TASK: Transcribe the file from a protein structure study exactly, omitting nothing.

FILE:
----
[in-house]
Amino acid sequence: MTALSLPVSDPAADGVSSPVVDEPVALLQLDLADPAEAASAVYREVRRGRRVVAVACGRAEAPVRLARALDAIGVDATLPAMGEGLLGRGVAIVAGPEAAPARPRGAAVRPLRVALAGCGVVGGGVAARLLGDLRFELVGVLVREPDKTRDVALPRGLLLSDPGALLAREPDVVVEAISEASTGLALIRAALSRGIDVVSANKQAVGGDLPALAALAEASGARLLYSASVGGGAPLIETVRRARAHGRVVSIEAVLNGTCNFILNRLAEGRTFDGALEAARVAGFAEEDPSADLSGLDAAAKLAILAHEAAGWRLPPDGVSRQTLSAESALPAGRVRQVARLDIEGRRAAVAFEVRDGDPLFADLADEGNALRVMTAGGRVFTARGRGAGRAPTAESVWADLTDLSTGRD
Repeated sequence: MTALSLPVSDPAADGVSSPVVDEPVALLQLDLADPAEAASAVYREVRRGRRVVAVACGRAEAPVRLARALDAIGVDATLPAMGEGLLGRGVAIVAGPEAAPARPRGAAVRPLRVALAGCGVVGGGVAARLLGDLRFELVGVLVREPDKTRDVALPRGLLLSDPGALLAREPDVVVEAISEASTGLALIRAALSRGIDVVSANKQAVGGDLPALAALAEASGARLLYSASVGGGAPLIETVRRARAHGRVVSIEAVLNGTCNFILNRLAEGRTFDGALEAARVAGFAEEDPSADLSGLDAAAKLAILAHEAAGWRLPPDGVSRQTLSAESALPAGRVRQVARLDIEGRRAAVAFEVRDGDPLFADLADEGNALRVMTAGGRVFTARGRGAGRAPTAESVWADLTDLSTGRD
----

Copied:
[in-house]
Amino acid sequence: MTALSLPVSDPAADGVSSPVVDEPVALLQLDLADPAEAASAVYREVRRGRRVVAVACGRAEAPVRLARALDAIGVDATLPAMGEGLLGRGVAIVAGPEAAPARPRGAAVRPLRVALAGCGVVGGGVAARLLGDLRFELVGVLVREPDKTRDVALPRGLLLSDPGALLAREPDVVVEAISEASTGLALIRAALSRGIDVVSANKQAVGGDLPALAALAEASGARLLYSASVGGGAPLIETVRRARAHGRVVSIEAVLNGTCNFILNRLAEGRTFDGALEAARVAGFAEEDPSADLSGLDAAAKLAILAHEAAGWRLPPDGVSRQTLSAESALPAGRVRQVARLDIEGRRAAVAFEVRDGDPLFADLADEGNALRVMTAGGRVFTARGRGAGRAPTAESVWADLTDLSTGRD
Repeated sequence: MTALSLPVSDPAADGVSSPVVDEPVALLQLDLADPAEAASAVYREVRRGRRVVAVACGRAEAPVRLARALDAIGVDATLPAMGEGLLGRGVAIVAGPEAAPARPRGAAVRPLRVALAGCGVVGGGVAARLLGDLRFELVGVLVREPDKTRDVALPRGLLLSDPGALLAREPDVVVEAISEASTGLALIRAALSRGIDVVSANKQAVGGDLPALAALAEASGARLLYSASVGGGAPLIETVRRARAHGRVVSIEAVLNGTCNFILNRLAEGRTFDGALEAARVAGFAEEDPSADLSGLDAAAKLAILAHEAAGWRLPPDGVSRQTLSAESALPAGRVRQVARLDIEGRRAAVAFEVRDGDPLFADLADEGNALRVMTAGGRVFTARGRGAGRAPTAESVWADLTDLSTGRD